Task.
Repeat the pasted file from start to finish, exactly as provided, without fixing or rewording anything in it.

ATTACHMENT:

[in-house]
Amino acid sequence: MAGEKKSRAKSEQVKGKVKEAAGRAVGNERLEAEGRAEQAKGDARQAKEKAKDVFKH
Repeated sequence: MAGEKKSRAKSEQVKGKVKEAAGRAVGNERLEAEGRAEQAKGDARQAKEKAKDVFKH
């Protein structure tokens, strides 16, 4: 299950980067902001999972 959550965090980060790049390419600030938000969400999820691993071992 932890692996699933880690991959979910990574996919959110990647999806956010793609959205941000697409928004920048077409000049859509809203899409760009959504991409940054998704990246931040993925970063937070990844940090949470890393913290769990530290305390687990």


[in-house]
Amino acid sequence: MAGEKKSRAKSEQVKGKVKEAAGRAVGNERLEAEGRAEQAKGDARQAKEKAKDVFKH
Repeated sequence: MAGEKKSRAKSEQVKGKVKEAAGRAVGNERLEAEGRAEQAKGDARQAKEKAKDVFKH
């Protein structure tokens, strides 16, 4: 299950980067902001999972 959550965090980060790049390419600030938000969400999820691993071992 932890692996699933880690991959979910990574996919959110990647999806956010793609959205941000697409928004920048077409000049859509809203899409760009959504991409940054998704990246931040993925970063937070990844940090949470890393913290769990530290305390687990």